Journal cover Journal topic
Geoscientific Instrumentation, Methods and Data Systems An interactive open-access journal of the European Geosciences Union
Journal topic

Journal metrics

Journal metrics

  • IF value: 1.319 IF 1.319
  • IF 5-year value: 1.299 IF 5-year 1.299
  • CiteScore value: 1.27 CiteScore 1.27
  • SNIP value: 0.740 SNIP 0.740
  • SJR value: 0.598 SJR 0.598
  • IPP value: 1.21 IPP 1.21
  • h5-index value: 12 h5-index 12
  • Scimago H index value: 6 Scimago H index 6
Volume 7, issue 4 | Copyright
Geosci. Instrum. Method. Data Syst., 7, 307-316, 2018
© Author(s) 2018. This work is distributed under
the Creative Commons Attribution 4.0 License.

Research article 07 Nov 2018

Research article | 07 Nov 2018

Feasibility of three-dimensional density tomography using dozens of muon radiographies and filtered back projection for volcanos

Shogo Nagahara and Seigo Miyamoto Shogo Nagahara and Seigo Miyamoto
  • Earthquake Research Institute, The University of Tokyo, Tokyo, Japan

Abstract. This study is the first trial to apply the method of filtered back projection (FBP) to reconstruct three-dimensional (3-D) bulk density images via cosmic-ray muons. We also simulated three-dimensional reconstruction image with dozens of muon radiographies for a volcano using the FBP method and evaluated its practicality.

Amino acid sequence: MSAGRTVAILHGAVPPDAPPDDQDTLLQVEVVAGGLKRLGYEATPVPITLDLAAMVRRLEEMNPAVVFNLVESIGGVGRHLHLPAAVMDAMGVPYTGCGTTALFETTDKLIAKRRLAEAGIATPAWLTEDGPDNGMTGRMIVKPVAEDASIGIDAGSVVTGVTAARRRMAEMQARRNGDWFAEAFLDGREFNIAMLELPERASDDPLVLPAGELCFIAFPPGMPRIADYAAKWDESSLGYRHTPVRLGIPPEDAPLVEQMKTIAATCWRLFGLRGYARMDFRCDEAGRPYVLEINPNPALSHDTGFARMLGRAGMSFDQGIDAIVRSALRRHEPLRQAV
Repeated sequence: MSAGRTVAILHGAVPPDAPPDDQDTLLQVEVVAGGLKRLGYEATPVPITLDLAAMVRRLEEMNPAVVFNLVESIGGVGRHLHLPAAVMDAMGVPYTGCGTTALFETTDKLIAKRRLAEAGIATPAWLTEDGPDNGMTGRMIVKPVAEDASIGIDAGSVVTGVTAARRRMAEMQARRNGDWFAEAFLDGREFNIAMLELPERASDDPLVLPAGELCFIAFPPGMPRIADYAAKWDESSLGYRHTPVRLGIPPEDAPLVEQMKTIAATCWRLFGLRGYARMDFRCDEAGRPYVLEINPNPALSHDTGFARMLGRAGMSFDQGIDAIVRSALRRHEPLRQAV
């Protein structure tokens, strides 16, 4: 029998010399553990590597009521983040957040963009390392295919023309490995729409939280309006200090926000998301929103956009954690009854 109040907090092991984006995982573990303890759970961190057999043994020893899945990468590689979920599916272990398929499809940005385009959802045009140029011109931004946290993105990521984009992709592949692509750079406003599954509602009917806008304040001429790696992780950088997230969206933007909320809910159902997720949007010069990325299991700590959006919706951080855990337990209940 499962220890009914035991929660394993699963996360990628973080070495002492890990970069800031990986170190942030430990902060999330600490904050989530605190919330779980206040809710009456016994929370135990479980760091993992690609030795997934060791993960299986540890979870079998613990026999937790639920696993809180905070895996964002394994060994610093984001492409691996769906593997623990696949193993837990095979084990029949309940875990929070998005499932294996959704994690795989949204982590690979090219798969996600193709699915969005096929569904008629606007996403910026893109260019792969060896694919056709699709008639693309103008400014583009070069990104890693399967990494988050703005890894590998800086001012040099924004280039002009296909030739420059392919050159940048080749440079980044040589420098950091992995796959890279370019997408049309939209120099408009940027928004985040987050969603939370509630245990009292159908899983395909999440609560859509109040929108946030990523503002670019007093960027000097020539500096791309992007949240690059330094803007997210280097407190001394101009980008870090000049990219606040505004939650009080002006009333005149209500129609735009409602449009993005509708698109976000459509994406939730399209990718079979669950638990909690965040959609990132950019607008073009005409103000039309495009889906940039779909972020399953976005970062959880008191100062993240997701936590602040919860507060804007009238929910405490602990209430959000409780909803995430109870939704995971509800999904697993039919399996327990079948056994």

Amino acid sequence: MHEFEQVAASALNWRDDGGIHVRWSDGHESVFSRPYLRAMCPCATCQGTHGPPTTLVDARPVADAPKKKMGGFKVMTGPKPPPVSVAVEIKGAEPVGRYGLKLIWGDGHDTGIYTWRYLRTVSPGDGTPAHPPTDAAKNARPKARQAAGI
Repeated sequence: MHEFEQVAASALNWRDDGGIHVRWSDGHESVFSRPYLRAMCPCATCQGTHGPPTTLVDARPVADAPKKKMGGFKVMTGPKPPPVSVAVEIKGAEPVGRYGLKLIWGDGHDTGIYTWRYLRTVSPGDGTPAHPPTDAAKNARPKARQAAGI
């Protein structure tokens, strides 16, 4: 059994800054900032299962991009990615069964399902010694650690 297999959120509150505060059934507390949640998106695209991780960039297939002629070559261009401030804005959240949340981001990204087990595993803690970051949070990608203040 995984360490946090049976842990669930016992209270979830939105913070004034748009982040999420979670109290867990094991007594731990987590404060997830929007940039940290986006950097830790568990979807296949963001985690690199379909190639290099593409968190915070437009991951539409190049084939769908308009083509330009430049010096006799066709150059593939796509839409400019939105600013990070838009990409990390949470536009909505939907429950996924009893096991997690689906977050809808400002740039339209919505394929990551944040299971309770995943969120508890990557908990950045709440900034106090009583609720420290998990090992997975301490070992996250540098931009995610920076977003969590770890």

The FBP method is widely used in X-ray and CT image reconstruction but has not been used in the field of muon radiography. One of the merits of using the FBP method instead of the ordinary inversion method is that it does not require an initial model, while ordinary inversion analysis needs an initial model.

We also added new approximation factors by using data on mountain topography in existing formulas to successfully reduce systematic reconstruction errors. From a volcanic perspective, lidar is commonly used to measure and analyze mountain topography.

We tested the performance and applicability to a model of Omuroyama, a monogenetic scoria cone located in Shizuoka, Japan. As a result, it was revealed that the density difference between the original and reconstructed images depended on the number of observation points and the accidental error caused by muon statistics depended on the multiplication of total effective area and exposure period.

Combining all of the above, we established how to evaluate an observation plan for volcanos using dozens of muon radiographies.

Publications Copernicus